Please use this identifier to cite or link to this item:
|Title:||Feminist Music Criticism: Derivations and Directions|
|Authors:||Kydd, Roseanne Elizabeth|
|Abstract:||<p>The tangled relationship of art, gender, and power has a long history. When militant suffragette Mary Richardson attacked the "Rokeby" Venus in 1914--the epitomy of the "eternal feminine"--she was making a vivid statement about male authority, female exploitation, and the operations of power in society (Fowler 109). Feminist cultural critics of the last twenty years have sought to unmask the gender and political ideology embedded in literature, art, and film--an ideology which has served to privilege the masculine over the feminine, severely constraining women's creative opportunities.</p> <p>The first full-length book on feminist music criticism was published January, 1991. Feminine Endings: Music, Gender, and Sexuality by Susan McClary was a long overdue feminist analysis of music ranging from Bach to Madonna. Its timely appearance coincided with radical stirrings within the musicological/music theory community as evidenced by the excitement generated by both specialized and broaderbased conferences which have acknowledged these new influences in their sessions.</p> <p>While many excellent articles have been published on the subject of feminist music criticism,l no effort has been made to date to provide an historical context, definition, and in-depth investigation of this topic. Chapter 1 of this thesis will address the historical roots of feminist music criticism in the women's movement of the 1960s, other forms of feminist cultural criticism, and socially grounded criticism. Chapter 2 will investigate the building of historical resources of women in music over the past two decades. This exploration of gender and music in a historical context form the immediate backdrop to the entrance of feminist music criticism on the current scene. The music criticism of Susan McClary provides an occasion for more detailed probing of the subject in chapter 3, including a critical assessment of McClary's work. Finally, some preliminary conclusions are offered along with suggestions for the possible direction of feminist critical studies in music in the future.</p>|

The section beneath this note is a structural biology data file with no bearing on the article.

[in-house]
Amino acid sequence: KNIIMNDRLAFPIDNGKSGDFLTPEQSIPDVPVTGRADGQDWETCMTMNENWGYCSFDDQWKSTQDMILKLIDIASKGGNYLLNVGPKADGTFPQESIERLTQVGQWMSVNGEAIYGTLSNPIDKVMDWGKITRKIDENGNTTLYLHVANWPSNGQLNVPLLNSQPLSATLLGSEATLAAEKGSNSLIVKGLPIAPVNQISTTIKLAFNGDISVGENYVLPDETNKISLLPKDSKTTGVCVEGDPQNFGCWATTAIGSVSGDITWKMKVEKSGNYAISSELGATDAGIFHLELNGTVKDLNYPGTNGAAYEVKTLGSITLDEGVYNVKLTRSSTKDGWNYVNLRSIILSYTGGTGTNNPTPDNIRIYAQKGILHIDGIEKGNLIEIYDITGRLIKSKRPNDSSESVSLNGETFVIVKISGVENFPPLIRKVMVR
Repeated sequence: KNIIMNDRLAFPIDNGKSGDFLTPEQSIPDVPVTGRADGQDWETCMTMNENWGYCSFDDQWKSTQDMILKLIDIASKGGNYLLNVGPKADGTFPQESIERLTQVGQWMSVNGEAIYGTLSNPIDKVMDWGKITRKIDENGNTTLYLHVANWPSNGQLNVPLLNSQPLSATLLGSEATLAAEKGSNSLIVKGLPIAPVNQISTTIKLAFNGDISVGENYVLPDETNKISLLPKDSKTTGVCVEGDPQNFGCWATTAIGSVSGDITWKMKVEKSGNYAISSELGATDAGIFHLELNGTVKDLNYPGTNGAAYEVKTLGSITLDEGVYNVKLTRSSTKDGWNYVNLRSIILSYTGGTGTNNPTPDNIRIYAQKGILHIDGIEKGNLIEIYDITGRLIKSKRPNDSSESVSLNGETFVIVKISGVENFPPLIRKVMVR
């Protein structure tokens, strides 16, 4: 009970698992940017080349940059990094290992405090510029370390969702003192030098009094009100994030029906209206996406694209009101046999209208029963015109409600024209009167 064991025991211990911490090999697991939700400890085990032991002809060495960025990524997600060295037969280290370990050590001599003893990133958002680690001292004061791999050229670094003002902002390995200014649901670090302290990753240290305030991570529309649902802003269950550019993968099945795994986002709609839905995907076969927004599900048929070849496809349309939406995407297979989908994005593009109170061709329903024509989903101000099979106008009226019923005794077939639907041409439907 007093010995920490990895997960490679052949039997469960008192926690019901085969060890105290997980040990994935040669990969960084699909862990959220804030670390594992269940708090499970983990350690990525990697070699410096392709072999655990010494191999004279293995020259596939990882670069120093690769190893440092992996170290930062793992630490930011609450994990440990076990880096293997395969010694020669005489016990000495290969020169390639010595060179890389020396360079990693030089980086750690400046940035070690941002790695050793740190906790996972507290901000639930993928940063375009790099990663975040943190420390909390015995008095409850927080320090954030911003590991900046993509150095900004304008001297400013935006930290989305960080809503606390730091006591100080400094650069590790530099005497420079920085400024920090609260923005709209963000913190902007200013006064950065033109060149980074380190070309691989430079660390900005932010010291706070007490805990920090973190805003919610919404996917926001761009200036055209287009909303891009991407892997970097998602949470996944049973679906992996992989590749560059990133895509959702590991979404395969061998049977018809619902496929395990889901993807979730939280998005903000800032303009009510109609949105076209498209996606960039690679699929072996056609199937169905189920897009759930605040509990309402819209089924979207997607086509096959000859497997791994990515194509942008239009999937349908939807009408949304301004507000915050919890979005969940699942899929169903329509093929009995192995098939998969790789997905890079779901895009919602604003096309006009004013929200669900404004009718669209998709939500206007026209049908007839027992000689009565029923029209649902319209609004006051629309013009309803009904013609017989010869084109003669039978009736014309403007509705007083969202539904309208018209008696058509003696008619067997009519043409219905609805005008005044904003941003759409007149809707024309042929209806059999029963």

|Appears in Collections:||Open Access Dissertations and Theses|
Items in MacSphere are protected by copyright, with all rights reserved, unless otherwise indicated.